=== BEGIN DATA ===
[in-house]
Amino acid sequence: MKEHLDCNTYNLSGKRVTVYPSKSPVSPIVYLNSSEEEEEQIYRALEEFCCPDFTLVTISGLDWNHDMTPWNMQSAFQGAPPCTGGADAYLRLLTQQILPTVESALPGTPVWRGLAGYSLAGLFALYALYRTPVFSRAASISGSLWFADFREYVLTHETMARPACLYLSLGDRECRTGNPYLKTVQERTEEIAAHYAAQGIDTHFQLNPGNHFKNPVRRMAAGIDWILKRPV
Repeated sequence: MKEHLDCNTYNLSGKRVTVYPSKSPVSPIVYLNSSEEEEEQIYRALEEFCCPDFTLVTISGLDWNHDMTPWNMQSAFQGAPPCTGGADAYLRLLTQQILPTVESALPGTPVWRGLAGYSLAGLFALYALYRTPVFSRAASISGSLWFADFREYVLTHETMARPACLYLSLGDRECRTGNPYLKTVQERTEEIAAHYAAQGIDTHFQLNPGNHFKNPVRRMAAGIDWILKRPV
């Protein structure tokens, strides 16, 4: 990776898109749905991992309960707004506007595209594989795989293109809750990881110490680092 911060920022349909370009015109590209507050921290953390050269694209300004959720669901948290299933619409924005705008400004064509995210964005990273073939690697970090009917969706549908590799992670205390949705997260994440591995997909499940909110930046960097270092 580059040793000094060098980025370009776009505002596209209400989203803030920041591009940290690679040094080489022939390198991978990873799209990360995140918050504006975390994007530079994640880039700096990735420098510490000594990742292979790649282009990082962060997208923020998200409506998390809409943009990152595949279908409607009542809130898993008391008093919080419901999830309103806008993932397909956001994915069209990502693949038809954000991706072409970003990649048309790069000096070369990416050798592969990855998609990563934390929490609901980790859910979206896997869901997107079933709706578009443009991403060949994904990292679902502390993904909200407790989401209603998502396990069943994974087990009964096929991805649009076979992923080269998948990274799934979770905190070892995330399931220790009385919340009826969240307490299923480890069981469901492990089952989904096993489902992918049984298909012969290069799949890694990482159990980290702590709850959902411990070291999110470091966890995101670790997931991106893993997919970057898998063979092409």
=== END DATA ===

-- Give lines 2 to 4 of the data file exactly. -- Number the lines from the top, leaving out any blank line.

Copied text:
Amino acid sequence: MKEHLDCNTYNLSGKRVTVYPSKSPVSPIVYLNSSEEEEEQIYRALEEFCCPDFTLVTISGLDWNHDMTPWNMQSAFQGAPPCTGGADAYLRLLTQQILPTVESALPGTPVWRGLAGYSLAGLFALYALYRTPVFSRAASISGSLWFADFREYVLTHETMARPACLYLSLGDRECRTGNPYLKTVQERTEEIAAHYAAQGIDTHFQLNPGNHFKNPVRRMAAGIDWILKRPV
Repeated sequence: MKEHLDCNTYNLSGKRVTVYPSKSPVSPIVYLNSSEEEEEQIYRALEEFCCPDFTLVTISGLDWNHDMTPWNMQSAFQGAPPCTGGADAYLRLLTQQILPTVESALPGTPVWRGLAGYSLAGLFALYALYRTPVFSRAASISGSLWFADFREYVLTHETMARPACLYLSLGDRECRTGNPYLKTVQERTEEIAAHYAAQGIDTHFQLNPGNHFKNPVRRMAAGIDWILKRPV
């Protein structure tokens, strides 16, 4: 990776898109749905991992309960707004506007595209594989795989293109809750990881110490680092 911060920022349909370009015109590209507050921290953390050269694209300004959720669901948290299933619409924005705008400004064509995210964005990273073939690697970090009917969706549908590799992670205390949705997260994440591995997909499940909110930046960097270092 580059040793000094060098980025370009776009505002596209209400989203803030920041591009940290690679040094080489022939390198991978990873799209990360995140918050504006975390994007530079994640880039700096990735420098510490000594990742292979790649282009990082962060997208923020998200409506998390809409943009990152595949279908409607009542809130898993008391008093919080419901999830309103806008993932397909956001994915069209990502693949038809954000991706072409970003990649048309790069000096070369990416050798592969990855998609990563934390929490609901980790859910979206896997869901997107079933709706578009443009991403060949994904990292679902502390993904909200407790989401209603998502396990069943994974087990009964096929991805649009076979992923080269998948990274799934979770905190070892995330399931220790009385919340009826969240307490299923480890069981469901492990089952989904096993489902992918049984298909012969290069799949890694990482159990980290702590709850959902411990070291999110470091966890995101670790997931991106893993997919970057898998063979092409």